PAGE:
RAMIREZ: If you’re into the rap scene at all, you’ve most likely heard the term “SoundCloud rapper”. A few years ago, being called by that name basically certified you as someone who probably shouldn’t quit their day job with the anticipation of becoming the next Tupac anytime soon. Today, SoundCloud rappers like lilpump can repeat the terms “hunnid on my wrist, eighty on my wrist” and “Drose” for a little over two minutes and have a sold out venue shout all nine words back at him for the entire duration of the song. Luckily there are some SoundCloud based rappers with a little bit more substance in their music as well, and Ramirez is one of them. It should also be said that Ramirez’s music is definitely not for everyone, as in he might genuinely scare fans of happier, less bass heavy rap. Repping the “sucka free” city (SF if you didn’t get the connection), he’s fully embraced the metal/trap fusion style of rap that’s cultivated a huge underground following on, yup, you guessed it, SoundCloud. He’s gaining attention after collabing with fellow SC rappers $uicideboy$ and Fat Nick, with the $uicideboy$’s having over 500k followers (and Ramirez himself boasting over 100k). It’s a grungy, angry sound that has become some people’s sole genre of rap that they listen to. And If you’re into that, check out “Grey Gods”, “Blunt to my Lip”, and “Na Na Na Na Na (Caught Slippin)”.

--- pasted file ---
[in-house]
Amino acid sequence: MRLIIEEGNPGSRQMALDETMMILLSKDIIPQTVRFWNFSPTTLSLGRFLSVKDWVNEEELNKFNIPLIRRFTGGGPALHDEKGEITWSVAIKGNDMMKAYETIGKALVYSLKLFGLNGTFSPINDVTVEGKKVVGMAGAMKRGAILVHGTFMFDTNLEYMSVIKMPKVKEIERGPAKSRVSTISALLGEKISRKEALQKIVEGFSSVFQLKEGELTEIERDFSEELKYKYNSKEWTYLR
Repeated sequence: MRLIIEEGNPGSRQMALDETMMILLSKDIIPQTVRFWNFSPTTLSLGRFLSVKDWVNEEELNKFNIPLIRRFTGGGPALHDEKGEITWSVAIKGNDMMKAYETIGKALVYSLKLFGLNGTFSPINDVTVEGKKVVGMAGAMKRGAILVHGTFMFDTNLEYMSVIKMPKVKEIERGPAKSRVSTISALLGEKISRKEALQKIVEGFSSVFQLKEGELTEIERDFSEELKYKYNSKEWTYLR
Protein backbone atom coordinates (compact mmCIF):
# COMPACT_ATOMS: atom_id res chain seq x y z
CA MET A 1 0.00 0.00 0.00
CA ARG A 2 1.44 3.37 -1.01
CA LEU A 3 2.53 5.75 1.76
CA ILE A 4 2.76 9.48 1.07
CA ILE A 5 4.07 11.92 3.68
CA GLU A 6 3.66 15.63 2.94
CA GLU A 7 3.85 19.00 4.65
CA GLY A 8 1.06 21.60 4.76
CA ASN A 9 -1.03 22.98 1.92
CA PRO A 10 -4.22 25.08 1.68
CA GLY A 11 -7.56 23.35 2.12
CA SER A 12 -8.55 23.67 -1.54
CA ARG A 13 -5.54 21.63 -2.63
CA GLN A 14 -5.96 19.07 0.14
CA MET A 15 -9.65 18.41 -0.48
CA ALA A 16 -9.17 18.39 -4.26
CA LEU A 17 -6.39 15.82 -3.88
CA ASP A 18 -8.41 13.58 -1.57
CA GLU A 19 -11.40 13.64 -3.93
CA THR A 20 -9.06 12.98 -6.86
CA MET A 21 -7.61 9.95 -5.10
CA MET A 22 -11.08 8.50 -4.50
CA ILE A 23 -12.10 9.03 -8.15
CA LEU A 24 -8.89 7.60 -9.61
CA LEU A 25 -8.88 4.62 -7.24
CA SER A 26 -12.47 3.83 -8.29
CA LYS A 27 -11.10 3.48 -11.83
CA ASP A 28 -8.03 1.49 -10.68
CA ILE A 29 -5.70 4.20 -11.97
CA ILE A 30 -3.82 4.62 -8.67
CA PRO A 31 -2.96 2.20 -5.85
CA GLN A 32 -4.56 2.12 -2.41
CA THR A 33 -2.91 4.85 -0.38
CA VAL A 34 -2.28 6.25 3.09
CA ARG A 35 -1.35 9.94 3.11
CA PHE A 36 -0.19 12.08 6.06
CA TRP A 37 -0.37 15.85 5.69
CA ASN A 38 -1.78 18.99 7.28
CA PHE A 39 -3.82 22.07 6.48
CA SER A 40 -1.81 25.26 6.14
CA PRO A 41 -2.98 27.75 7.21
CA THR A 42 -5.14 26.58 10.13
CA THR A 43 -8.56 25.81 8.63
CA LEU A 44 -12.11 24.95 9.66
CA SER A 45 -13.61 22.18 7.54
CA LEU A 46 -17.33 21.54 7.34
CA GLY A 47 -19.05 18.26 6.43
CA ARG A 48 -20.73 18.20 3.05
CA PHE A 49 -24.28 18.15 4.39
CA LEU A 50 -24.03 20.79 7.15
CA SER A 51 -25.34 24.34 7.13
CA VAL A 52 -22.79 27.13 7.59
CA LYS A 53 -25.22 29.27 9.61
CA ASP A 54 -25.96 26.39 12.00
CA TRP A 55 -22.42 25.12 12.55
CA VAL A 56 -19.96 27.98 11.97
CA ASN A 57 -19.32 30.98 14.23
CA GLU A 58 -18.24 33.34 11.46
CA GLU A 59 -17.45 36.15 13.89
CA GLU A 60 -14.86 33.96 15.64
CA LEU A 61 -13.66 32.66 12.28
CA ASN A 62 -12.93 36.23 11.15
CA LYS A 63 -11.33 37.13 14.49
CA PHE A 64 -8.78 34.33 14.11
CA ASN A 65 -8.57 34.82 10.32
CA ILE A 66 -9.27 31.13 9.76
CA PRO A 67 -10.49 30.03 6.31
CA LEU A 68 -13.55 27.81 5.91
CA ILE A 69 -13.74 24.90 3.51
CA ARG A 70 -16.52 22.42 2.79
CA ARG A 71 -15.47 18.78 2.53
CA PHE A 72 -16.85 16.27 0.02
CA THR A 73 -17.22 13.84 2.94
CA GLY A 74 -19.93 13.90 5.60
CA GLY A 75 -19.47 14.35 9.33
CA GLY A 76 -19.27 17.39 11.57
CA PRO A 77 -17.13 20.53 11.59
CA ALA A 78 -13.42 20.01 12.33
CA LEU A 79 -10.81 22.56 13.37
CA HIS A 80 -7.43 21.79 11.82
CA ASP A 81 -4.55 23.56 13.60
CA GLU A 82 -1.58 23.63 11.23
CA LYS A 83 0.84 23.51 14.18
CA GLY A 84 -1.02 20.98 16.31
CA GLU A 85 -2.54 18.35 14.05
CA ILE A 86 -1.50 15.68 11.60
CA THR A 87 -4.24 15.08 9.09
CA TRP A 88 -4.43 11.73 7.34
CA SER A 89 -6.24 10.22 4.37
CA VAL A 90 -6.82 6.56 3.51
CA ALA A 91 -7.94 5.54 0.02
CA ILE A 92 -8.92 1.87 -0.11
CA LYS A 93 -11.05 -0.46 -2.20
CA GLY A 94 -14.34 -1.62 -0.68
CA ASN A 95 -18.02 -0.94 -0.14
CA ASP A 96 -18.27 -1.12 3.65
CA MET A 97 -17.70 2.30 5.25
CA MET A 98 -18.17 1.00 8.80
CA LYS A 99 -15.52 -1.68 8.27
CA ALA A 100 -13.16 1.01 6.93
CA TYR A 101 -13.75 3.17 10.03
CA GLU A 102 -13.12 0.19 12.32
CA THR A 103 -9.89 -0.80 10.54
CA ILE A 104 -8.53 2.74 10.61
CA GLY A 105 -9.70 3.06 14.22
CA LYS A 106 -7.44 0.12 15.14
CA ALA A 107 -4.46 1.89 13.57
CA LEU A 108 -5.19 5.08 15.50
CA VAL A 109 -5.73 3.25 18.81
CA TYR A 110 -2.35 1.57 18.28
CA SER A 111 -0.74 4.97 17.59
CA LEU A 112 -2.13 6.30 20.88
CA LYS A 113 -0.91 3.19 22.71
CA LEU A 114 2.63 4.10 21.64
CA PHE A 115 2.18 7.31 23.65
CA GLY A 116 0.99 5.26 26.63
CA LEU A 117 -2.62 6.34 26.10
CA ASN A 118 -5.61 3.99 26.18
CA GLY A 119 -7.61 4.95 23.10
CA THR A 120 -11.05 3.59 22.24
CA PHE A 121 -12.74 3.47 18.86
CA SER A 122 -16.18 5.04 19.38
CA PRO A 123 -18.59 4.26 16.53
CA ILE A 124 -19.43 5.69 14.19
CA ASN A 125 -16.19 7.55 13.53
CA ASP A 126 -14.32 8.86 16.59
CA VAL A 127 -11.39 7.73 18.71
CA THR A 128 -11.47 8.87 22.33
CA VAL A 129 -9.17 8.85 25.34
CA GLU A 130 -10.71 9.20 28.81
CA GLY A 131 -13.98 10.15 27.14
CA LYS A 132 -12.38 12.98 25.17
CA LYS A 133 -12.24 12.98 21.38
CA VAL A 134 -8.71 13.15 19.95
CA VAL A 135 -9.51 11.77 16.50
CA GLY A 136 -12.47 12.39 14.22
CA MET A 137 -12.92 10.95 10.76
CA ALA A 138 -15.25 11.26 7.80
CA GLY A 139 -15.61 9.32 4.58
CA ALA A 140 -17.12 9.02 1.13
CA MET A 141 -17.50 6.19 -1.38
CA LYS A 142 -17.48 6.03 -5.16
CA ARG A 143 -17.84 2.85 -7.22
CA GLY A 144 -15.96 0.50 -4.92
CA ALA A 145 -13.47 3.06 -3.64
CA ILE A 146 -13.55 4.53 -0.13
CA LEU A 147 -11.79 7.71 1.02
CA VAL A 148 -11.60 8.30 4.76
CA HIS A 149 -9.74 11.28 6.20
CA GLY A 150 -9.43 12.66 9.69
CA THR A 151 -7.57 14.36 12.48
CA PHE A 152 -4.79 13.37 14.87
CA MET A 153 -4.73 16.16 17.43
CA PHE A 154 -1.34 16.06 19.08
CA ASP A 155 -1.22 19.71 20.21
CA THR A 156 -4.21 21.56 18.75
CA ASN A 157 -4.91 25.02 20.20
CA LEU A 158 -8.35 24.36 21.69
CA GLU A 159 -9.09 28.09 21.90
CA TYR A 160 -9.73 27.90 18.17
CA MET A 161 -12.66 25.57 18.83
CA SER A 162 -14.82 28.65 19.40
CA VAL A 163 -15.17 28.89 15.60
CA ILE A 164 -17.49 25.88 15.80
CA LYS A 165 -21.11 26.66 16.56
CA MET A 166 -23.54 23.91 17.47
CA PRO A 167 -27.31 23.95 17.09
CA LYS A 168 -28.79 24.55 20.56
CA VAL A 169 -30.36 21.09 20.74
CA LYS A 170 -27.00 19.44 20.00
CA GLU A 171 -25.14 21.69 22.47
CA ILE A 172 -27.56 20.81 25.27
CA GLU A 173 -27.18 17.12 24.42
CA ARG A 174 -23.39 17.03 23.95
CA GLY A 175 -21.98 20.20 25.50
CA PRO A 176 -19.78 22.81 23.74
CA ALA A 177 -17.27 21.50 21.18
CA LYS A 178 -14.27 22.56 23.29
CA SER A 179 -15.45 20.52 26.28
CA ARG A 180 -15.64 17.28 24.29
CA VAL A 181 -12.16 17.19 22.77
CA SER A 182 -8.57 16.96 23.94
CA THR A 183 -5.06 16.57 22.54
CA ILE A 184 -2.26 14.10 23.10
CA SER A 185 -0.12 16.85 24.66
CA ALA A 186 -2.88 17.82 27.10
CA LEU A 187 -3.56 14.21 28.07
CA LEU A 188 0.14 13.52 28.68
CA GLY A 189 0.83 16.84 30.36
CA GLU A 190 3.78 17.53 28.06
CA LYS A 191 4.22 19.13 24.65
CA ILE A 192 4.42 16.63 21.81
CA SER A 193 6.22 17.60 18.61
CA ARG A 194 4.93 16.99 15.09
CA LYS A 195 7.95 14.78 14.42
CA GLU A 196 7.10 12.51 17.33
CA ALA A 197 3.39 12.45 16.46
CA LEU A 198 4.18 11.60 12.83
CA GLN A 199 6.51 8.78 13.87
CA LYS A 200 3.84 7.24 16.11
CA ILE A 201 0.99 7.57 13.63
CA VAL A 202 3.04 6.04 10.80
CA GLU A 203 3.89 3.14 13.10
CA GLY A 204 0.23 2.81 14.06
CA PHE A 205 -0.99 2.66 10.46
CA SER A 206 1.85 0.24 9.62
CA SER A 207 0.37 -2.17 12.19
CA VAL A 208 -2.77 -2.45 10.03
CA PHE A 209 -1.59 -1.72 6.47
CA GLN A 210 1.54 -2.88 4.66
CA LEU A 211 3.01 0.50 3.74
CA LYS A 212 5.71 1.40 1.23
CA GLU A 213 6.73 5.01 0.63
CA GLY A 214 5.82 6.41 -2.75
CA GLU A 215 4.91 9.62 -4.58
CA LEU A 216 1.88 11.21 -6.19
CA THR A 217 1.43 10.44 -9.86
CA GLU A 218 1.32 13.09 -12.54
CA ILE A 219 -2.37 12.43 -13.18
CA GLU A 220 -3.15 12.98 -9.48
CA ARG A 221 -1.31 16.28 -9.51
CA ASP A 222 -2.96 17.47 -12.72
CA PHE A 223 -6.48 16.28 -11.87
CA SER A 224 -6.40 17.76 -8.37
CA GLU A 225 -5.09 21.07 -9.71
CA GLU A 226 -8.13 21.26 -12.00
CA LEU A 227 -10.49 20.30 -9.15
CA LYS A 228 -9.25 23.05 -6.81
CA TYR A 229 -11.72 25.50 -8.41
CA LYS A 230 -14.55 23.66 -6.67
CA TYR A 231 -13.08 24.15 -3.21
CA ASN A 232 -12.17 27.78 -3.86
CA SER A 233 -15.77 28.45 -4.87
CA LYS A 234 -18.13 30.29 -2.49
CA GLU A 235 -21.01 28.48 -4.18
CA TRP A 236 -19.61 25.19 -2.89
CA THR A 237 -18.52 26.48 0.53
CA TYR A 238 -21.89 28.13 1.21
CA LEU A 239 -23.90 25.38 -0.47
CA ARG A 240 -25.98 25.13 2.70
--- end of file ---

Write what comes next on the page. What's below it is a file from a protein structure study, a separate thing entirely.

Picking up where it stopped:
The Hyphy Movement was being called dead a few years back when the music seemed to dry up from the Bay, but we’ve bounced back to show that quite the opposite is true. And honestly, I don’t want to see it “die” anytime soon. Hyphy is one of the most important pieces of influential culture to come out of the Bay, which is probably why YG and Drake hopped on one of Kamaiyah’s songs last year. Everyone in the Hyphy scene deserves the fame they’ve been receiving. And artists outside of the Hyphy spectrum don’t necessarily have to exist as separate entities! In fact, “Moxie Java” features yung Neffy himself (Nef the Pharoah) and he spits one of his best verses on Raj’s song. But I think it’s also our responsibility to recognize hardworking artists from the same areas, who might not always make a banger to slap in the car, but are making strides to find their own path to musical fame. The Bay Area is without a doubt one of the most open-minded places in the world, and our music scene should be no different. So here’s to blasting “Anti” by SOBXRBE, chilling to “BLOW MY MIND” by Duckwrth in the same day, and never calling the “415” San Fran!!!!!